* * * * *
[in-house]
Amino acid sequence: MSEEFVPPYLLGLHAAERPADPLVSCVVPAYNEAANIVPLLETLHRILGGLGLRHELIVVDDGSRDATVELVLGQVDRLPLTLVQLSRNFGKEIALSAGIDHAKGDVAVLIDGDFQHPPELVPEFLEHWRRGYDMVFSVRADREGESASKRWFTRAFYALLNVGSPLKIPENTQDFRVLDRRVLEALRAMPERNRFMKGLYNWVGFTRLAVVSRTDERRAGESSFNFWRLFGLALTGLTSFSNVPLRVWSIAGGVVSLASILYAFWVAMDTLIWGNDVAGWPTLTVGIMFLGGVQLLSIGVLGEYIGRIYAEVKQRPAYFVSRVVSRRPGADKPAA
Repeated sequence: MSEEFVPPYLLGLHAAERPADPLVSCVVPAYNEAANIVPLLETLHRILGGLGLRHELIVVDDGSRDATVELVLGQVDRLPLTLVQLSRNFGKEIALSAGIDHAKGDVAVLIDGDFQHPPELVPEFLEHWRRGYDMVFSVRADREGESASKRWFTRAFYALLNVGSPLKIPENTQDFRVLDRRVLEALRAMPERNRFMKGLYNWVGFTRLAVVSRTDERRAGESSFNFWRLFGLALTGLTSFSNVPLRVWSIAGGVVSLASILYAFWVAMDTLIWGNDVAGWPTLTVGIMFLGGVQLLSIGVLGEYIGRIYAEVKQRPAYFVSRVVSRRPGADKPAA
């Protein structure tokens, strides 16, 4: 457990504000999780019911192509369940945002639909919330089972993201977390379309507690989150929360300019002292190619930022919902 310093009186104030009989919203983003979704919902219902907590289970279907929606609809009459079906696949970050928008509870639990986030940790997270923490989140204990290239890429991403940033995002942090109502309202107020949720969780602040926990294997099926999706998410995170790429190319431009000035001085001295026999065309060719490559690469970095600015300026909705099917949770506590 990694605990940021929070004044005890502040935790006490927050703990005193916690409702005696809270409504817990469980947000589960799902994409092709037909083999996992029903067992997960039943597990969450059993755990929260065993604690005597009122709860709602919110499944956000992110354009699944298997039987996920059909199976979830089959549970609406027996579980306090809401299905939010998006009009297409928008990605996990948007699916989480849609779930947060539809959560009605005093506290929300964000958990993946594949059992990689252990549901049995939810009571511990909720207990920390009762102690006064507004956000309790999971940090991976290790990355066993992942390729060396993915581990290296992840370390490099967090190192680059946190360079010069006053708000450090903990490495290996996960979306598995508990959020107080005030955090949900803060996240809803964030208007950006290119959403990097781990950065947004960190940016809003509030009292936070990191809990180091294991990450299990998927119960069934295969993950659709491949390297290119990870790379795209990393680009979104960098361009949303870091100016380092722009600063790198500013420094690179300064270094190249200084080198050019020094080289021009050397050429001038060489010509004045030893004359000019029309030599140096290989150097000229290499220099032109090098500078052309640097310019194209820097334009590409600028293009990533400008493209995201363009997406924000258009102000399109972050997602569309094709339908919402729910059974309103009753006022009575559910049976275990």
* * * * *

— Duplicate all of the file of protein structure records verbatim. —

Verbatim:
[in-house]
Amino acid sequence: MSEEFVPPYLLGLHAAERPADPLVSCVVPAYNEAANIVPLLETLHRILGGLGLRHELIVVDDGSRDATVELVLGQVDRLPLTLVQLSRNFGKEIALSAGIDHAKGDVAVLIDGDFQHPPELVPEFLEHWRRGYDMVFSVRADREGESASKRWFTRAFYALLNVGSPLKIPENTQDFRVLDRRVLEALRAMPERNRFMKGLYNWVGFTRLAVVSRTDERRAGESSFNFWRLFGLALTGLTSFSNVPLRVWSIAGGVVSLASILYAFWVAMDTLIWGNDVAGWPTLTVGIMFLGGVQLLSIGVLGEYIGRIYAEVKQRPAYFVSRVVSRRPGADKPAA
Repeated sequence: MSEEFVPPYLLGLHAAERPADPLVSCVVPAYNEAANIVPLLETLHRILGGLGLRHELIVVDDGSRDATVELVLGQVDRLPLTLVQLSRNFGKEIALSAGIDHAKGDVAVLIDGDFQHPPELVPEFLEHWRRGYDMVFSVRADREGESASKRWFTRAFYALLNVGSPLKIPENTQDFRVLDRRVLEALRAMPERNRFMKGLYNWVGFTRLAVVSRTDERRAGESSFNFWRLFGLALTGLTSFSNVPLRVWSIAGGVVSLASILYAFWVAMDTLIWGNDVAGWPTLTVGIMFLGGVQLLSIGVLGEYIGRIYAEVKQRPAYFVSRVVSRRPGADKPAA
């Protein structure tokens, strides 16, 4: 457990504000999780019911192509369940945002639909919330089972993201977390379309507690989150929360300019002292190619930022919902 310093009186104030009989919203983003979704919902219902907590289970279907929606609809009459079906696949970050928008509870639990986030940790997270923490989140204990290239890429991403940033995002942090109502309202107020949720969780602040926990294997099926999706998410995170790429190319431009000035001085001295026999065309060719490559690469970095600015300026909705099917949770506590 990694605990940021929070004044005890502040935790006490927050703990005193916690409702005696809270409504817990469980947000589960799902994409092709037909083999996992029903067992997960039943597990969450059993755990929260065993604690005597009122709860709602919110499944956000992110354009699944298997039987996920059909199976979830089959549970609406027996579980306090809401299905939010998006009009297409928008990605996990948007699916989480849609779930947060539809959560009605005093506290929300964000958990993946594949059992990689252990549901049995939810009571511990909720207990920390009762102690006064507004956000309790999971940090991976290790990355066993992942390729060396993915581990290296992840370390490099967090190192680059946190360079010069006053708000450090903990490495290996996960979306598995508990959020107080005030955090949900803060996240809803964030208007950006290119959403990097781990950065947004960190940016809003509030009292936070990191809990180091294991990450299990998927119960069934295969993950659709491949390297290119990870790379795209990393680009979104960098361009949303870091100016380092722009600063790198500013420094690179300064270094190249200084080198050019020094080289021009050397050429001038060489010509004045030893004359000019029309030599140096290989150097000229290499220099032109090098500078052309640097310019194209820097334009590409600028293009990533400008493209995201363009997406924000258009102000399109972050997602569309094709339908919402729910059974309103009753006022009575559910049976275990």